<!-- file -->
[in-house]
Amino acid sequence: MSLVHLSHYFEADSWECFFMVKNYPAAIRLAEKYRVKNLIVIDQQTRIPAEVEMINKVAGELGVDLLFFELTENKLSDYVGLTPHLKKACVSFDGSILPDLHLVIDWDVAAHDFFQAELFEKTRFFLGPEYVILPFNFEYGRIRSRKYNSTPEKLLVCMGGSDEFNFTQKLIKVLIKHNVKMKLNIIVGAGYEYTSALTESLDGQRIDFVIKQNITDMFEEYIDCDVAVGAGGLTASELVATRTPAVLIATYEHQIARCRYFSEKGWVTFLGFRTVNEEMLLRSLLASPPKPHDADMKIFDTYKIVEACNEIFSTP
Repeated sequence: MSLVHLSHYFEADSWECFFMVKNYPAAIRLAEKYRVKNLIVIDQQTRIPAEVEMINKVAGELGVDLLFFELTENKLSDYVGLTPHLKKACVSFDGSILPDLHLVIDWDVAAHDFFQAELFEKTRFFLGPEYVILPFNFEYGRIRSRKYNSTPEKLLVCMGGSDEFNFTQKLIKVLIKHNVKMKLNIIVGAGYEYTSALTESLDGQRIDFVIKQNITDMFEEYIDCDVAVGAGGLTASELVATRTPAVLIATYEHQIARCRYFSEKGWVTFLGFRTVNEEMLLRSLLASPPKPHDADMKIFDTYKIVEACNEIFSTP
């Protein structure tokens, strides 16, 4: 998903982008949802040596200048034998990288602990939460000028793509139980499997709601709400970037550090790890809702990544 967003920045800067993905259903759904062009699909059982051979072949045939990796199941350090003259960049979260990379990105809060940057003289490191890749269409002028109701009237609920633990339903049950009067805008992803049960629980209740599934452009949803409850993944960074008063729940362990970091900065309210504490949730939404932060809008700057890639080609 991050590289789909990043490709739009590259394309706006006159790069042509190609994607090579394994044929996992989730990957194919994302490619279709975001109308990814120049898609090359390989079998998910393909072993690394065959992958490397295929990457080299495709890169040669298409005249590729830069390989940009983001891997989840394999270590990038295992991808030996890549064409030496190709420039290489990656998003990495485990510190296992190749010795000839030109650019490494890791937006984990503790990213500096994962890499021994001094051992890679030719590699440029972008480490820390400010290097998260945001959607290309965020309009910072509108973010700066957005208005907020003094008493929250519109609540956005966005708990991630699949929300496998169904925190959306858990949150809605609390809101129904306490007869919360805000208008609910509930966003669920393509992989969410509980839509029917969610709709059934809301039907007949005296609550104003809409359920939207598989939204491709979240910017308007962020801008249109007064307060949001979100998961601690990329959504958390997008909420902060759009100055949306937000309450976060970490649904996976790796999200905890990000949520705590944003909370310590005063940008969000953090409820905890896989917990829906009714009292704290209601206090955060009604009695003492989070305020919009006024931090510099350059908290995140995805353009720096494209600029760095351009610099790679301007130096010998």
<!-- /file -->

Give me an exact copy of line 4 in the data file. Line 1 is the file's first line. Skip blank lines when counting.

């Protein structure tokens, strides 16, 4: 998903982008949802040596200048034998990288602990939460000028793509139980499997709601709400970037550090790890809702990544 967003920045800067993905259903759904062009699909059982051979072949045939990796199941350090003259960049979260990379990105809060940057003289490191890749269409002028109701009237609920633990339903049950009067805008992803049960629980209740599934452009949803409850993944960074008063729940362990970091900065309210504490949730939404932060809008700057890639080609 991050590289789909990043490709739009590259394309706006006159790069042509190609994607090579394994044929996992989730990957194919994302490619279709975001109308990814120049898609090359390989079998998910393909072993690394065959992958490397295929990457080299495709890169040669298409005249590729830069390989940009983001891997989840394999270590990038295992991808030996890549064409030496190709420039290489990656998003990495485990510190296992190749010795000839030109650019490494890791937006984990503790990213500096994962890499021994001094051992890679030719590699440029972008480490820390400010290097998260945001959607290309965020309009910072509108973010700066957005208005907020003094008493929250519109609540956005966005708990991630699949929300496998169904925190959306858990949150809605609390809101129904306490007869919360805000208008609910509930966003669920393509992989969410509980839509029917969610709709059934809301039907007949005296609550104003809409359920939207598989939204491709979240910017308007962020801008249109007064307060949001979100998961601690990329959504958390997008909420902060759009100055949306937000309450976060970490649904996976790796999200905890990000949520705590944003909370310590005063940008969000953090409820905890896989917990829906009714009292704290209601206090955060009604009695003492989070305020919009006024931090510099350059908290995140995805353009720096494209600029760095351009610099790679301007130096010998």